Majestic image

Majestic image

Turkmenistan the golden age:

Ovez Gundogdiyev,
the Institute of Archeology and Ethnography of the Academy of Sciences of Turkmenistan, Professor

Tens of hundreds of statuettes of feminine idols, belonging to various historical epochs, have been discovered on the territory of our country. These were the goddesses of fertility, hearth, and keepers of settlements. They managed storms and precipitation, mountains and plains. There were special idols for every city, dam, every field of the farm and even for separate kind of work tool.
With the spread in Central Asia of Islam in VII century, cult of goddess never disappears but only transforms. Memory about custom to carry the images of goddesses has been preserved in the name of women’s adornment “heykel” (in Arab “altar”, in Central Asia “statue”). In Turkmenistan, “heykel” is called a leather or cloth bag, where probably, the statuette of goddess and presently, the charm –prayer was put in. Now, it is possible to meet everywhere “dagdans” – amulets made of wood and featuring human figure especially feminine. Women’s silver adornment ‘asyk’, which shape copies in detail the shape of terra-cotta goddesses from South Turkmenistan dated to II century B.C., also drew attention. The images of women are met on the pendants “shelpe”, adornment “goza”. But on the large brooch “gulyaka”, we see slit, visually reminding women’s figure. Feminine temporal pendants “adamlyk” and “tenechir” in whole diversity, unusually exactly reproduce the image of great goddesses of antiquity.

Adornments of Turkmen, which remind the military armour of Amazonians, can also testify about conservatism of Turkmen jewelry articles. Girl’s skullcap (tahya) with silver dome and sharp canopy (gupba) copies the steel helmet. Pendants in the form of slices (chekelik), which protect the head from two sides, are fastened on sides of this “helmet”. Back of the head is covered with the thick ornamented slice and pendants “enselik”. Round boxes (bezbent), reminding the military shield, cover the girl’s shoulders behind. Neck and breast is protected by the sun-shaped disk – ‘gulyaka’. The heavy silver hoop – ‘bukaw’, fastened in front by wide slice with cornelian insets, is often won on the neck. Among breast adornments, it is worth mentioning ‘chapraz-changa’. It consists of several lines of pendants sewn on the cloth and covering the breast till the waist. It is not difficult to notice resemblance of ‘chapraz’ with the military cuirass; and finally, the bracelets – ‘bilezik’ that cover the hands from the wrist till the elbow. They are so heavy that it wouldn’t be overstatement when compared with the military armour.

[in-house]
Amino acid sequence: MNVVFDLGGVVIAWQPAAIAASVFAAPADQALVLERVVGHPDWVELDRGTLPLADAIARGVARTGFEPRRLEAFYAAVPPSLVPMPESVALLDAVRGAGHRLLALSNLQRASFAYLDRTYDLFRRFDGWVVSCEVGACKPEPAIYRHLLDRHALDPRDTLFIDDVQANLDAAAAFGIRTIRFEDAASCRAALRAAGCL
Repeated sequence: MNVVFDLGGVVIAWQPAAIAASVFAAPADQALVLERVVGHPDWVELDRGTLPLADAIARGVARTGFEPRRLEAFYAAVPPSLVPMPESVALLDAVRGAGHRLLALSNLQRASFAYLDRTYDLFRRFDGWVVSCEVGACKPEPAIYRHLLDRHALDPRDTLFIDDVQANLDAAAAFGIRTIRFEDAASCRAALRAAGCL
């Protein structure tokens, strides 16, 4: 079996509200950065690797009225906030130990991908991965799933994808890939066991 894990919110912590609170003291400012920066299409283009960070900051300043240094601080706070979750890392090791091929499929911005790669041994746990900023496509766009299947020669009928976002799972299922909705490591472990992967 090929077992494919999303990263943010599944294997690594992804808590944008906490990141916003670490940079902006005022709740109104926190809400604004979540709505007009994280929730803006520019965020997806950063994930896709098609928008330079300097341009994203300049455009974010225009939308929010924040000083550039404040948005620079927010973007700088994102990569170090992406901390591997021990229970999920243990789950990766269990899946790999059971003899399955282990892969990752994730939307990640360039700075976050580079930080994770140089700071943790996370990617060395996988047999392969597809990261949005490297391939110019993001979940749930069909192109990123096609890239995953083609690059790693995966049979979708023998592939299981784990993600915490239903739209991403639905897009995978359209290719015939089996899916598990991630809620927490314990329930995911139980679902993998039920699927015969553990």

If we look intently at faces of feminine goddesses and rulers depicted on ancient Near Eastern relieves then we will be able to find closer analogies of their suit in modern cloth of Turkmen girls. Statutes of goddesses found in Turkmenistan and dated to the Parthian period (III-II centuries B.C.) testify that already in that epoch, the cloth of women formed its majestic smart style. For example, high headgear, which virtually has no difference from modern tiara-shaped headgear (boric) won by Turkmen women after marriage, gives direct parallel in iconography of the Parthian statuettes. Another headgear of the Turkmen women –being the wedding one broadened in upper part and adorned with numerous silver pendants also reminds the headgear depicted on statuettes of goddesses of II-I centuries B.C. from Merv. It was won with robe-shaped head tippet (purenjik), having false sleeves. Such head tippets are shown on the images of the ancient east goddesses. Design of embroidery on purenjik (stylized tree) and particularly on robes – chyrpy adorned with stylized ornament and solar symbols also indicates connection of Turkmen women’s cloth with the antique cult of fertility.

All these make us to think that the echoes of worshipping the goddesses in Turkmenistan have been preserved till our days. The preserved imaginations about patronesses of rain clouds Mamaka, women and children Parau Bibi, women’s distaff ‘Ashe-Patma’, spirits-peri and others can serve as conformation to this fact.

So, owing to conservatism of the elements of suit and adornments of Turkmen girls, we have an opportunity to follow the ancient roots of the Turkmen people, whose history traces back to centuries. …